# VLOOKUP To Compare Two Lists (Same or Different Sheets)

Performing a comparison between a couple of lists is one of the familiar tasks in Excel. Today we are going to show how to compare two lists using VLOOKUP. For this session, we are using Excel 2019, feel free to use yours.

First things first, let’s get to know about today’s practice workbook. Here we have a dataset of equipment lists of two gyms. We will compare the lists using the VLOOKUP function.

Note that this is a basic dataset with dummy data. In a real-life scenario, you may encounter a much larger and complex dataset.

## Compare Two Lists with VLOOKUP

### 1. Lists are in the Same Sheet

In this section, we are going to see how to compare two lists when they are within the same worksheet.

For example, we will compare whether the equipment from Gym 2 is present within the Gym 1 equipment list or not. Here we have introduced a column to contain the result of the comparison. Now, let’s start.

#### The VLOOKUP Formula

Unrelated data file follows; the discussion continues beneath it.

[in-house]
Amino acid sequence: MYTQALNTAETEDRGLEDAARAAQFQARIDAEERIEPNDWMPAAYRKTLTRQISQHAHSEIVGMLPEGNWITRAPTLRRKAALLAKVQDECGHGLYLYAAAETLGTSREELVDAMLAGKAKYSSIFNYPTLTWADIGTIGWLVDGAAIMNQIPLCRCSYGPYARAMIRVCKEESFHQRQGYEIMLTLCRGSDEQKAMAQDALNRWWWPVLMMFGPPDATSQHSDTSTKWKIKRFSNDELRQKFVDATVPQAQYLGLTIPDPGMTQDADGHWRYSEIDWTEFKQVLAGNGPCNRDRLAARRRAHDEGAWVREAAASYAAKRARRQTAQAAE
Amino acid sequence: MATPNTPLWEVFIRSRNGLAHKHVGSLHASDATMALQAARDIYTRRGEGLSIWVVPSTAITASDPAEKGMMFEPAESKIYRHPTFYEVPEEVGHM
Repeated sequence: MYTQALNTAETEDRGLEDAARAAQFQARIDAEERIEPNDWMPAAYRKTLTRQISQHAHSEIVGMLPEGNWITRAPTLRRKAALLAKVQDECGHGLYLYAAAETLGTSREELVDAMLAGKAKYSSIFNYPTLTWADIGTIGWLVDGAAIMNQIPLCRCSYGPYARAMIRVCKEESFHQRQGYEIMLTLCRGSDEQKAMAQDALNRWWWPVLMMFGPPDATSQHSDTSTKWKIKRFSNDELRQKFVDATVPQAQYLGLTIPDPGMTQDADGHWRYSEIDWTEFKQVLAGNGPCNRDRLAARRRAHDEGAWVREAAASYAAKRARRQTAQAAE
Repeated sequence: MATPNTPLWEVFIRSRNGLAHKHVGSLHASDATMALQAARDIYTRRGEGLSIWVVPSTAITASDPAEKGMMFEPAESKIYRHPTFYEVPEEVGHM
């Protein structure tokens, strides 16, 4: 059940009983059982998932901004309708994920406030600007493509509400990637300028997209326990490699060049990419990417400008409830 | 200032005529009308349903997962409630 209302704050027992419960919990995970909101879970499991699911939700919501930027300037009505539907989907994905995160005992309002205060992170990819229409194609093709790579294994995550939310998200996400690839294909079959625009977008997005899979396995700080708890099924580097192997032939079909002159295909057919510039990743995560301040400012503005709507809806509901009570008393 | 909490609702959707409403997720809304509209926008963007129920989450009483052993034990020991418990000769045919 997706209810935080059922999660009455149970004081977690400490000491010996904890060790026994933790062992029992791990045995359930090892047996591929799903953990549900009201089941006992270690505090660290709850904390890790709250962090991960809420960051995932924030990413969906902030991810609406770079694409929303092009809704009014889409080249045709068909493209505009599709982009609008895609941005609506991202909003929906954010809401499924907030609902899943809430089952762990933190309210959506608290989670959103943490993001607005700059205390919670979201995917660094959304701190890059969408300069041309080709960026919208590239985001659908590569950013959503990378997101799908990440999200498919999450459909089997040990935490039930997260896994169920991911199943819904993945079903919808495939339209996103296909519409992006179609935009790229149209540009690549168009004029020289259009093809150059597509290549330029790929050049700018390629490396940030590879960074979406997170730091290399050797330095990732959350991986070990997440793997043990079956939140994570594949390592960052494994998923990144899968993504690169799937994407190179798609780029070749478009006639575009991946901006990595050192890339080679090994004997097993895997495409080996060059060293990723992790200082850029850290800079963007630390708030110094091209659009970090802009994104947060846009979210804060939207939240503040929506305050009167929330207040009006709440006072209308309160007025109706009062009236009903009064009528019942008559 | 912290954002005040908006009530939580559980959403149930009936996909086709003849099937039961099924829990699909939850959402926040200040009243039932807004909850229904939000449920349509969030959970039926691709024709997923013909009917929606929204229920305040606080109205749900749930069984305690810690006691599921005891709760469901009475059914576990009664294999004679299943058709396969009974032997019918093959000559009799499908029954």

It’s obvious that our working formula consists of the VLOOKUP function. Just for a reminder (if you prefer), visit this VLOOKUP article.

Okay, let’s see the formula to compare the two lists. The formula is a very basic one,

`=VLOOKUP(E5,\$B\$5:\$B\$16,1,0))` Here we have set the element from Gym 2 as lookup_value and the equipment from Gym 1 as lookup_array. And this will return the equipment name when it will be found within the Gym 1 list. Write the formula for all the values from Gym 2. You will get the result. Here when equipment has been found within Gym 1, the formula returned that item. But when not found? It returned the #N/A (Not Available) error.

#### Error Handling

A clean sheet hardly contains any error. So we should rectify the error.

Now we need to rewrite the formula in such a way that it doesn’t return an error for a value that is not present within the comparing list. For this, we are going to use the ISNA function.

ISNA checks whether a value is #N/A, and returns TRUE or FALSE. To know about the function, visit this ISNA article.

We need to wrap up the VLOOPKUP formula we have used within ISNA. So the updated formula will be